Cody and Dustin Runnels lost their father today. Hundred of pro wrestling folk lost a beloved friend, colleague and mentor. Compared to that, it seems strange to be heartbroken by the death of a man most of us never met. But as Dusty Rhodes, Virgil Runnels touched our lives. Even if you weren’t alive, or a fan when he cut the (below) promo – one of the greatest in the history of the art form we call pro wrestling – The American Dream has entertained and moved you because someone he taught or influenced did. — Sean Rueter, Cageside Seats
On Saturday mornings, my grandmother and I would sit down and watch wrestling together. I was always amazed how much my grandmother LOVED Dusty Rhodes. I mean, I liked Dusty as a snotty-nosed juvenile delinquent, but my grandma was all about The American Dream. You have to understand, the queen matriarch of my family was born and raised in the northeast and raised by parents from the West Indies, and here she is simultaneously hollering at me to bring her cigarettes and whooping at the sight of Dusty Rhodes in some godawful outfit consisting of polka dots, sequin shirts and Kangol hats. I’d ask my grandmother why she loved him so much and she just gushed with praise. “Son, he’s full of charisma and presence! He’s genuine and fun. He’s a man’s man, and every woman loves a man like that honey!”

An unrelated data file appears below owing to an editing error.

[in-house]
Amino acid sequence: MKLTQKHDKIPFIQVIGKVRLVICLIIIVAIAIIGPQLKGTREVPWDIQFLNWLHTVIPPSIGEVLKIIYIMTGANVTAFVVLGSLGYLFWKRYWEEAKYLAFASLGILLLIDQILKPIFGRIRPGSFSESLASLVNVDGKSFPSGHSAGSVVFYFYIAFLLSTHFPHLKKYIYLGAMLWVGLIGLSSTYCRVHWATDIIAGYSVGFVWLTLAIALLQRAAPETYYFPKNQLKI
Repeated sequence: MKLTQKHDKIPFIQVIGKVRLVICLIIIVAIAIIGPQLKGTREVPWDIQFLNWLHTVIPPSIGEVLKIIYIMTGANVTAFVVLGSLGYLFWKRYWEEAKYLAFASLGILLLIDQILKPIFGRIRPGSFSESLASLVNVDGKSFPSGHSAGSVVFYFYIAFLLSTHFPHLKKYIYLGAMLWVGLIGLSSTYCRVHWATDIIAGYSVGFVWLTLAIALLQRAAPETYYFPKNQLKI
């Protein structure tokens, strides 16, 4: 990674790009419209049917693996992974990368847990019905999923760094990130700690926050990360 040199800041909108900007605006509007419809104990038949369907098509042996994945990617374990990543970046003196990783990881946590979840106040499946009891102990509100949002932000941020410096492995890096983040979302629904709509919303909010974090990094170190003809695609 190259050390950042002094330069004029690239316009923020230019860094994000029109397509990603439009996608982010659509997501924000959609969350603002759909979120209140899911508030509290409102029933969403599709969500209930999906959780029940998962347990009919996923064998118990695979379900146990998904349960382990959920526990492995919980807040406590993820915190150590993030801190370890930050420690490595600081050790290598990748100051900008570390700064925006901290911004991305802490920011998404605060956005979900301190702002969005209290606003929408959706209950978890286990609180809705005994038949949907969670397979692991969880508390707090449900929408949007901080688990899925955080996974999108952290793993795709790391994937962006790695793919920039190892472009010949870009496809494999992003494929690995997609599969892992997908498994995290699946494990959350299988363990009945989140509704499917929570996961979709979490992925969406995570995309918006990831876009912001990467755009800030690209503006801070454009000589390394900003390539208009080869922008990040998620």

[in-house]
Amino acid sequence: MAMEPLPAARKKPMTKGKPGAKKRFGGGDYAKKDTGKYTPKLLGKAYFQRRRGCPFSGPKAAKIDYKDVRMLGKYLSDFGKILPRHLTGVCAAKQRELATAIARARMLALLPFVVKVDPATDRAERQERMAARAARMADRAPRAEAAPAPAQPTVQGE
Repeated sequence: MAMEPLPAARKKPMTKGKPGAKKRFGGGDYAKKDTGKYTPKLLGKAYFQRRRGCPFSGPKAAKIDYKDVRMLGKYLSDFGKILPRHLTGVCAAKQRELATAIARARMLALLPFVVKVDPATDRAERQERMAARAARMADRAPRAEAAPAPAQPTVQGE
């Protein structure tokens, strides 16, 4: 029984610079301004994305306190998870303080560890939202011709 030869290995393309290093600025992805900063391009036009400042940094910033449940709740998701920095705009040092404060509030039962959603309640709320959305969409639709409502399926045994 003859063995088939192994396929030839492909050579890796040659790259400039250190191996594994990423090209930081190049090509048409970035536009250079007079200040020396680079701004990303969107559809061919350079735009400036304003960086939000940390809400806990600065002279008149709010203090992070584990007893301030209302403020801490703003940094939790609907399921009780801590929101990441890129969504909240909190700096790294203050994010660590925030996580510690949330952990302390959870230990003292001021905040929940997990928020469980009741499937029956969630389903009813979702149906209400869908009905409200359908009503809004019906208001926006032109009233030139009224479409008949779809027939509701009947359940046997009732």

Virgil Runnels, a.k.a. Dusty Rhodes “The American Dream”, passed away today at the age of 69.
It took for me to become my own man to understand what my grandmother meant in saying that, as she always encouraged me to be genuine at all times. It’s funny that she would sometimes reference Dusty Rhodes to me as a mode of parenting. Dusty Rhodes is, of course, a fictional character, but really that’s the ultimate compliment to Virgil Runnels. I’m also pretty sure that my grandmother loved Dusty because this man had a way of “sounding black” and borderline talking like a pimp, which was somehow totally okay with my grandma. In reality, Dusty Rhodes sounded like people who grew up hanging out on the corner, someone who worked as a mechanic or that one uncle everyone has. It’s the reason Dusty Rhodes was the original people’s champion, and Runnel’s ability to inspire and entertain as that character is a testament to his true personality.
We pay homage to Rhodes by presenting his timeless 1985 interview on Jim Crockett’s Mid-Atlantic Wrestling, as “Hard Times” will never be forgotten. All hail The American Dream, Dusty Rhodes.
Related: Professional Wrestling Is The American Dream, An Essay (Ian Williams)
Eddie Maisonet is the founder and editor emeritus of The Sports Fan Journal. Currently, he serves as an associate editor for ESPN.com. He is an unabashed Russell Westbrook and Barry Switzer apologist, owns over 100 fitteds and snapbacks, and lives by Reggie Jackson’s famous quote, “I am the straw that stirs the drink.”